Build Your Own Seismograph

1995 The Regents of the University of California
With a few materials and some time, you can build your own seismograph.

To do this activity...
You need to understand how a seismograph works. If you have not read through the main lesson ("Earthquake!"), go back and read about seismographs first. You will also need some materials and a place to build your seismograph.

Ever since people first became curious about earthquakes, they have tried to design some kind of seismograph. How would you make one?

Project 1: Your Own Design

a) Think of a creative but effective way to measure the seismic waves (shock waves) from an earthquake. Draw a clear diagram that shows and labels all parts. Then write a paragraph explaining how your design works. A good design would be...

1)... made of common inexpensive materials found in a local store;
2)... able to determine the relative magnitude (size) of each vibration it measures;
3)... able to measure vibrations continuously for at least one minute;
4)... able to measure even slight vibrations (such as a person jumping up and down next to your seismograph).
b) Gather the materials you need and build the seismograph you designed. Be prepared to show other students how your device works.

Project 2: Try This Recipe

Here is a simple seismograph you can build:

This seismograph can be built will some simple materials. Dimensions are approximate -- you might be able to vary them or even modify the design.

Build the seismograph according to the diagram. Here are some important steps or modications you may need:

a) If you have a drill, you can mount the two wood dowels in holes drilled through the two wood support blocks. If you do not have a drill, saw two slots into the upper edge of each wood support block and then drop the dowel into these slots.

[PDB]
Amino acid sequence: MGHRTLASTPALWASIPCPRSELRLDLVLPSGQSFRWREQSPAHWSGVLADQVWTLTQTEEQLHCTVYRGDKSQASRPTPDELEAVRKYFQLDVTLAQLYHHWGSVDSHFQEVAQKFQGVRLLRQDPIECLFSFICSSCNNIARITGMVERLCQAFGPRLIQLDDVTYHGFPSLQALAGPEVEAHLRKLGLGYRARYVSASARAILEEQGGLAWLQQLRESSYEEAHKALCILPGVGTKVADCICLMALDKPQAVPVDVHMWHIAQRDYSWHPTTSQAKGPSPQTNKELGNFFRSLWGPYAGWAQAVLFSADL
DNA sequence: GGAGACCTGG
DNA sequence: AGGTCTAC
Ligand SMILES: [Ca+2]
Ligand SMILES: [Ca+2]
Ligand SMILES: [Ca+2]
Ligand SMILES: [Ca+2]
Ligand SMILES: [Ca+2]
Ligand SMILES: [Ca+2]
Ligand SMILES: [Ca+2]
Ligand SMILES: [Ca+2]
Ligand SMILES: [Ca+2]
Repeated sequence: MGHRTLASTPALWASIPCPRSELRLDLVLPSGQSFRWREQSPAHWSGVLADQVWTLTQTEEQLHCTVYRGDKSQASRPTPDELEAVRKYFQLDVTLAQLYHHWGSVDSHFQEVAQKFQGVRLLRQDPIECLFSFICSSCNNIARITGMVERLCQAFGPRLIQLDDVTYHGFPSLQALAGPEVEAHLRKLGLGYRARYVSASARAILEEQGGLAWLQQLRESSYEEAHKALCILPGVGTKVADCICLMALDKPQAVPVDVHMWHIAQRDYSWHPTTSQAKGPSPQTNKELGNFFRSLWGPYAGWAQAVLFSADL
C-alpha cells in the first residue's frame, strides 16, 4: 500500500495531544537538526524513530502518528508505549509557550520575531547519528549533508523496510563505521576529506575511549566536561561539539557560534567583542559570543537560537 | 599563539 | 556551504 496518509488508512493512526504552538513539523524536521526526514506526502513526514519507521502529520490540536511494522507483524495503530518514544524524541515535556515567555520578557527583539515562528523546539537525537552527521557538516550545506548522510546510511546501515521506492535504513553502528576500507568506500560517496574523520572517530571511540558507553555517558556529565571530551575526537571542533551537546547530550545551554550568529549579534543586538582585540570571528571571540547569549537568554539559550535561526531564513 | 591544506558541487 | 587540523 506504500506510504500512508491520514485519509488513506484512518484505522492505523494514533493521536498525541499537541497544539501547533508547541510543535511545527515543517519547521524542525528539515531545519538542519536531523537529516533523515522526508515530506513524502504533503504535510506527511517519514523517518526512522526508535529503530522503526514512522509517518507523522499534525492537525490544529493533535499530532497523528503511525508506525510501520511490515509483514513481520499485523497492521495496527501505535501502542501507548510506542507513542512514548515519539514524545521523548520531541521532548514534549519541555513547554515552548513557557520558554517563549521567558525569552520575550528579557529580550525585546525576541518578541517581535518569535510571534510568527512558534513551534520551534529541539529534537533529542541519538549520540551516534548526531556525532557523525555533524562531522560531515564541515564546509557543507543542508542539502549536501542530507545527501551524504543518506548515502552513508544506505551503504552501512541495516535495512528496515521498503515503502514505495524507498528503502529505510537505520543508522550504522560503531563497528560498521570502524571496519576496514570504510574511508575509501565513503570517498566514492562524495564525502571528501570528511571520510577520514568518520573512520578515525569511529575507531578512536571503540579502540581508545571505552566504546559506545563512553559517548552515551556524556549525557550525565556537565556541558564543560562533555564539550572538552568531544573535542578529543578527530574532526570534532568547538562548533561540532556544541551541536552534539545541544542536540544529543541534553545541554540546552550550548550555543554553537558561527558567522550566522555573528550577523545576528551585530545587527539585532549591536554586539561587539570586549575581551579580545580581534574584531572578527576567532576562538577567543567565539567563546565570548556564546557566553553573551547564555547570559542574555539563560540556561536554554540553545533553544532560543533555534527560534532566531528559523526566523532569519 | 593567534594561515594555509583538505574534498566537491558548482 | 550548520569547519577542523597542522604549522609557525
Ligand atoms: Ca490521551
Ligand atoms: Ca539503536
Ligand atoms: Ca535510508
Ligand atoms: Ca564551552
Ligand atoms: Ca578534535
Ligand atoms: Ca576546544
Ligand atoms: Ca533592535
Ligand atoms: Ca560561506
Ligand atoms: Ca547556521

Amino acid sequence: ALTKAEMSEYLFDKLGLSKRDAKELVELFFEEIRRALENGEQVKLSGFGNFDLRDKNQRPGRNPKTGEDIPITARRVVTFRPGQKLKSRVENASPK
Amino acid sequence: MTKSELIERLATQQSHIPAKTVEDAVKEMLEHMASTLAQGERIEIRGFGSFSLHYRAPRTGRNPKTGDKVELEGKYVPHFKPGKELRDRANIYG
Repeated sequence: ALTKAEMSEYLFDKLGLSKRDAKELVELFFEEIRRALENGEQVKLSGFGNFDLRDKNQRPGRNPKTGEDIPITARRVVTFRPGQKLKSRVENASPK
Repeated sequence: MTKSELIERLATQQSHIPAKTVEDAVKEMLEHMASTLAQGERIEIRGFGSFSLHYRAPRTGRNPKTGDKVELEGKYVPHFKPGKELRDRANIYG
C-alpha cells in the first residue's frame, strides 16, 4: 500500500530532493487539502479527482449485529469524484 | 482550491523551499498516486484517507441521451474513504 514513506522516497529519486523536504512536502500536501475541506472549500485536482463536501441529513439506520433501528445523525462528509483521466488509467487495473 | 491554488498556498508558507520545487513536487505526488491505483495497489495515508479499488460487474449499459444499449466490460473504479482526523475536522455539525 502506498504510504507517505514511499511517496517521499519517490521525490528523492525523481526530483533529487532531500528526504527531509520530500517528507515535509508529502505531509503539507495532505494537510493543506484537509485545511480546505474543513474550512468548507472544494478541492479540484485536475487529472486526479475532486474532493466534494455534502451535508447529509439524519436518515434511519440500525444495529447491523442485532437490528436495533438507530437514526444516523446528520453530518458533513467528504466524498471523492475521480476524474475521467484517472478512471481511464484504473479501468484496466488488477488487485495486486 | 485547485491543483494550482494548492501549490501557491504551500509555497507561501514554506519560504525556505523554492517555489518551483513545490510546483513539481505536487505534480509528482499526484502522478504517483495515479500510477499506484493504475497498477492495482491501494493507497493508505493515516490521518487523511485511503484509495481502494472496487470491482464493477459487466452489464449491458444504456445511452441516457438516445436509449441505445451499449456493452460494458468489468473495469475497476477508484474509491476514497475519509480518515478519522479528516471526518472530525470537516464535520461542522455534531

b) The pen must write easily when pulled down onto the paper roll by the brick. Cap it when not in use. You may try substituting a soft lead pencil, a charcoal pencil, a crayon, etc.

c) Fasten the wood stand securely to the wood base by nailing upward from underneath the wood base. The wire (or cord) attached to the back and side of the wood stand will help to keep it stable.

d) Fasten the screw securely into one end of thewood beam . This screw will rest against the wood stand so that the wood beam hangs level over the base. To help the screw stay in place and not slip off of the wood stand , drill or carve out of the stand a small hole 1/4-inch deep and slightly larger in diameter than the screw head. The head of the screw can sit in this hole and press against the wood stand.

e) Both the adding machine paper roll and the smooth can should be able to rotate. The smooth can rotates when you crank the nail at one end of its wood dowel; the paper roll can turn either with its wood dowel or separately from thedowel. Tape down the end of the paper roll onto the can so that when you crank the can, the paper should wind up around the can and cause the paper roll to rotate as it feeds paper to the can.

f) If you want to be creative, see if you can devise a way to make the paper roll feed onto the smooth can automatically so that you do not have to crank the can by hand. You might try buying a miniature battery-operated motor that can turn the wood dowel of the can.

Return to the main lesson ("Earthquake!").
Mail comments to

All text, images, and other resources in this page are Copyright 1995, The Regents of the University of California. All rights reserved. For permission, email

Return to the CEA Science Education Home Page